As utterly fascinating as my recent blog posts about female genitalia, homesickness and self-disgust aren’t, I see my career as a writer disintegrate with every good news article I read. It must be a common irritation, that of the words in your head not matching the words you’ve just written down. I have always considered myself a talented writer simply because no one ever told me otherwise. The inflated ego of an...ok writer now hovers, punctured, maybe just a tinge higher than those possessed by everyone else who isn’t a writer. (Just remember, never insult egomaniacs by name on your blog, cause they google their name more frequently than I check my email.)
I’m beginning to think that I lie somewhere on that middle ground between mediocre and talented. I am not capable of possessing a devil-may-care attitude about the public reception of my writing because it is journalism; I chose this livelihood, major and hobby and therefore must begin giving a fuck where I never before had even the smallest fuck to give. (I just read a coworker’s really goddamn intelligent blog so I’m going to be extra flowery now in my jealousy while the ego balloon above my head goes WHOOSH.)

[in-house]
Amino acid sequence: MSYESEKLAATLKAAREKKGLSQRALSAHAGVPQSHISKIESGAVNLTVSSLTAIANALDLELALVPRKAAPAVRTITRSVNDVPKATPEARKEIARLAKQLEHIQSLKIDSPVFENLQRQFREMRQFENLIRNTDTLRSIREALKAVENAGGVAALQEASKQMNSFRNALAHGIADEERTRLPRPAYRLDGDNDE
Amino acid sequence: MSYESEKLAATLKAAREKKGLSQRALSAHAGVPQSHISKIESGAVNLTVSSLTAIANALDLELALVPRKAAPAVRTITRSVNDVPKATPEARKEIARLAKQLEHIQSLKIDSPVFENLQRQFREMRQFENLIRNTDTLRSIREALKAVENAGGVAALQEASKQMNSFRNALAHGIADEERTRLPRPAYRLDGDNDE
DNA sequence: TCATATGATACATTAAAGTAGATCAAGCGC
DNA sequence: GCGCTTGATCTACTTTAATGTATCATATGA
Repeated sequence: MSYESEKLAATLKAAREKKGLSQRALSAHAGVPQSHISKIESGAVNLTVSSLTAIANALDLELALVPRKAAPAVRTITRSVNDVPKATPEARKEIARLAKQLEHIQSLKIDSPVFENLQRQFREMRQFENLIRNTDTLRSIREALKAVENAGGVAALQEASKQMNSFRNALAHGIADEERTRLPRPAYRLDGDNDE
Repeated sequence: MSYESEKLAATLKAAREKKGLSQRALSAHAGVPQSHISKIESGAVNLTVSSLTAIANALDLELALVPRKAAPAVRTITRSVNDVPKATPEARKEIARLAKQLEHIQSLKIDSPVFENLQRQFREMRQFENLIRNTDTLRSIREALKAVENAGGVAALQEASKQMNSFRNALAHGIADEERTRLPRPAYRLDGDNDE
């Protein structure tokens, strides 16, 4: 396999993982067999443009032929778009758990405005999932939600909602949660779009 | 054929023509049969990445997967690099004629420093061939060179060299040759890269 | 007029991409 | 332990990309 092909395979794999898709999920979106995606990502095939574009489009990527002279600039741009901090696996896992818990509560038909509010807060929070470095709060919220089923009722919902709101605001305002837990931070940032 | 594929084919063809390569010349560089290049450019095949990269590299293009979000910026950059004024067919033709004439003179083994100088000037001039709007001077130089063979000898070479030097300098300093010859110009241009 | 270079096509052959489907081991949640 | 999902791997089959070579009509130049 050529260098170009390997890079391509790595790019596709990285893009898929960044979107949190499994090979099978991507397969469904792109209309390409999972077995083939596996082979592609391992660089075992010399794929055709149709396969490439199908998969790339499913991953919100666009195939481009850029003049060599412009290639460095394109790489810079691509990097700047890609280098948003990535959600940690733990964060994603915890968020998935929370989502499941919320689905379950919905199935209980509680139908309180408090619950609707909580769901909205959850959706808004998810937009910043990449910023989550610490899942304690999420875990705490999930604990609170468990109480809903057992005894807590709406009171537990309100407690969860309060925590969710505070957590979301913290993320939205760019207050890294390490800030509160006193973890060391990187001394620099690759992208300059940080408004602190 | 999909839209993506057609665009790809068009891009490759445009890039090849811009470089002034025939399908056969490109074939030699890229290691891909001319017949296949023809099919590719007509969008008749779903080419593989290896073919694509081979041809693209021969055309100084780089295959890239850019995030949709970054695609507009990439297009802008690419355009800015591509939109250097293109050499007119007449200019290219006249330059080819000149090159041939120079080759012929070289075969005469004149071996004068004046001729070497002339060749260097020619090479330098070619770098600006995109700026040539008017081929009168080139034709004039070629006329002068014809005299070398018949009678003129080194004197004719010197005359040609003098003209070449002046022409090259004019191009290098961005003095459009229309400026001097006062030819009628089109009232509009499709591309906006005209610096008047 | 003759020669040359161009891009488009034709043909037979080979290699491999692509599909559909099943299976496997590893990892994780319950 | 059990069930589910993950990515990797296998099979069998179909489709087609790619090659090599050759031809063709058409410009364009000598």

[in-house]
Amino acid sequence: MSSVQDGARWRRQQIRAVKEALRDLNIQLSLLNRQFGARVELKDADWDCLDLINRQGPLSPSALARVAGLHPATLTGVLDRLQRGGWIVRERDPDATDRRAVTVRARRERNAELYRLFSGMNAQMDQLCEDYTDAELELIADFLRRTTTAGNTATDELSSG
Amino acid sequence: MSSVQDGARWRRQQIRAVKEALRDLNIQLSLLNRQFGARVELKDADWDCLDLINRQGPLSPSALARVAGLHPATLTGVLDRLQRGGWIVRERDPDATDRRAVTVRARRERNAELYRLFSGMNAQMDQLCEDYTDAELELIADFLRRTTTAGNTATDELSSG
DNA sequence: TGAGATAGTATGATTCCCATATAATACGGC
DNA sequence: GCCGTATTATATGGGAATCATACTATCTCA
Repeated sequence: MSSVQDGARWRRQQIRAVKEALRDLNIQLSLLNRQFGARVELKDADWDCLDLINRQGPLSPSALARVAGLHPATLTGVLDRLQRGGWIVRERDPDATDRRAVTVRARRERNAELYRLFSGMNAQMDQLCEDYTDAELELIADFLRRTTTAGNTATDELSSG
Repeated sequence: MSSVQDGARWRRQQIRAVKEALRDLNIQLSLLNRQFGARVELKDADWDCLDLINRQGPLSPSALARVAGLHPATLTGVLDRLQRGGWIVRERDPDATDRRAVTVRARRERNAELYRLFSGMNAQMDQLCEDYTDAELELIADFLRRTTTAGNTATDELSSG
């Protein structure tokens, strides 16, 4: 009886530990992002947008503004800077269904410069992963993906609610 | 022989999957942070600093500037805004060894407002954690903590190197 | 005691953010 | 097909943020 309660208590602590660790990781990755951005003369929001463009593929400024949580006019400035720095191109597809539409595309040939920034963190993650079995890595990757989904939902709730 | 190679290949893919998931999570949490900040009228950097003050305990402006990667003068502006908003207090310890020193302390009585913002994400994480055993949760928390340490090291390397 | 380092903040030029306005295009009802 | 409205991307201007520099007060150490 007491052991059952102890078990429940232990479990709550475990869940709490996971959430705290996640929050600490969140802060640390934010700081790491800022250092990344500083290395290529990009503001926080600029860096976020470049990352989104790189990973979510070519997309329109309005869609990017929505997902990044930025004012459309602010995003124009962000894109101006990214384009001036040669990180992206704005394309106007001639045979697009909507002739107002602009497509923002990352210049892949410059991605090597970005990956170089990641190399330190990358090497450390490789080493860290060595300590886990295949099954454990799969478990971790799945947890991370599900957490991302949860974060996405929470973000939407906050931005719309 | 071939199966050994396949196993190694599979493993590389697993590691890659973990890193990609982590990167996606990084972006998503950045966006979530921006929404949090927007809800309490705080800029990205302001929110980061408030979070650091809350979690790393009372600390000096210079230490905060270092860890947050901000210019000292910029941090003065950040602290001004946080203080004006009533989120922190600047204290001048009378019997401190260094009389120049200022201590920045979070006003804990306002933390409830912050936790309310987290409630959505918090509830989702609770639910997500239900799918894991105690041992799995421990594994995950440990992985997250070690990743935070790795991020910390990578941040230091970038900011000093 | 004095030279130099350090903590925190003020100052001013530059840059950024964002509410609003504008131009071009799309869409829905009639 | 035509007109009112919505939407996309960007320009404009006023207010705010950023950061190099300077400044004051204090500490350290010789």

I have to be sellable. I have to be current. I have to follow modern linguistic trends. When really, I am personally content when I write something that doesn’t elicit bile rising up from my stomach on a second read. I find myself getting vag deep in journalistic dos and don’ts that make me realize I have signed up for a future that I knew nothing about. To enumerate on this, as the editor of my high school paper, I did not utilize the AP Stylebook nor was I aware of its existence. And now I am purportedly an authority on it, being that I am a news editor. (Lauren, are you ready to fire me yet?) Layout and design was a whole other wild goose chase with me being the chaser and doohicky little InDesign techniques being the quacker.
Being that this news editor job is the primary focus in my life, I often think about what I could’ve done better in my past year and a half with the paper. All the nonsense that has accumulated in my time here boils down to my lack of professionalism. Taken in by the (fame, fortune and gilded gold slave-men attendants?) of this paper initially, I probably made some unwise personal choices that I can only attribute to youthful stupidity, my overriding desire to be liked by all these older people and my not-so-secret love of the controversial. If I’ve learned anything this year, it’s that I want to be seen as an ambiguous coworker who does not have a mouth that enters the room before she does. (It still does.)